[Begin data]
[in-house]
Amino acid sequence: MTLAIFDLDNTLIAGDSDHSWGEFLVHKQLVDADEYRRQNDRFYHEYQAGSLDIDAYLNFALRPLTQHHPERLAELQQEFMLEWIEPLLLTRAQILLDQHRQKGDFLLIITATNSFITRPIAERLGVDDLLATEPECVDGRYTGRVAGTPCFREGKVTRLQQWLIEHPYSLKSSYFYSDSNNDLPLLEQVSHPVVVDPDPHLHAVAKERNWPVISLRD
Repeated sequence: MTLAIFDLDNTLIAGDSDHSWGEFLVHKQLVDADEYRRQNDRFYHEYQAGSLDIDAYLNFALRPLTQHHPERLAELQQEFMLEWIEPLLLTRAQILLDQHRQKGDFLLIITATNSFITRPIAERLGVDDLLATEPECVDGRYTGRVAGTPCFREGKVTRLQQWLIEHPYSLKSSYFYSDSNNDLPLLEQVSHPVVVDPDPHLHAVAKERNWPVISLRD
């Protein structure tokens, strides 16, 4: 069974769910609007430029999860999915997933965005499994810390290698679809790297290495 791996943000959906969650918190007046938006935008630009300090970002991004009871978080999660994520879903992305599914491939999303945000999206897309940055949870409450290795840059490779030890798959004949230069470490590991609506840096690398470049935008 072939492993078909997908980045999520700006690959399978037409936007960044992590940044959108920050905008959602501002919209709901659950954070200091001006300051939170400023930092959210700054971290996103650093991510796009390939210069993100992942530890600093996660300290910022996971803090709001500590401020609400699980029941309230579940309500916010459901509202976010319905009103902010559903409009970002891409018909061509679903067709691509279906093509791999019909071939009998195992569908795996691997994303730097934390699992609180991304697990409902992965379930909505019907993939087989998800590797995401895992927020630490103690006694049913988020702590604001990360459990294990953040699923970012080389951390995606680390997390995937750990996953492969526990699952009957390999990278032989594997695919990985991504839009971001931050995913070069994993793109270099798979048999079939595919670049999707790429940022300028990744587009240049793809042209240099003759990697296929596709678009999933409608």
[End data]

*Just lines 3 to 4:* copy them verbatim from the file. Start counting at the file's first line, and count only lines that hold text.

Repeated sequence: MTLAIFDLDNTLIAGDSDHSWGEFLVHKQLVDADEYRRQNDRFYHEYQAGSLDIDAYLNFALRPLTQHHPERLAELQQEFMLEWIEPLLLTRAQILLDQHRQKGDFLLIITATNSFITRPIAERLGVDDLLATEPECVDGRYTGRVAGTPCFREGKVTRLQQWLIEHPYSLKSSYFYSDSNNDLPLLEQVSHPVVVDPDPHLHAVAKERNWPVISLRD
């Protein structure tokens, strides 16, 4: 069974769910609007430029999860999915997933965005499994810390290698679809790297290495 791996943000959906969650918190007046938006935008630009300090970002991004009871978080999660994520879903992305599914491939999303945000999206897309940055949870409450290795840059490779030890798959004949230069470490590991609506840096690398470049935008 072939492993078909997908980045999520700006690959399978037409936007960044992590940044959108920050905008959602501002919209709901659950954070200091001006300051939170400023930092959210700054971290996103650093991510796009390939210069993100992942530890600093996660300290910022996971803090709001500590401020609400699980029941309230579940309500916010459901509202976010319905009103902010559903409009970002891409018909061509679903067709691509279906093509791999019909071939009998195992569908795996691997994303730097934390699992609180991304697990409902992965379930909505019907993939087989998800590797995401895992927020630490103690006694049913988020702590604001990360459990294990953040699923970012080389951390995606680390997390995937750990996953492969526990699952009957390999990278032989594997695919990985991504839009971001931050995913070069994993793109270099798979048999079939595919670049999707790429940022300028990744587009240049793809042209240099003759990697296929596709678009999933409608």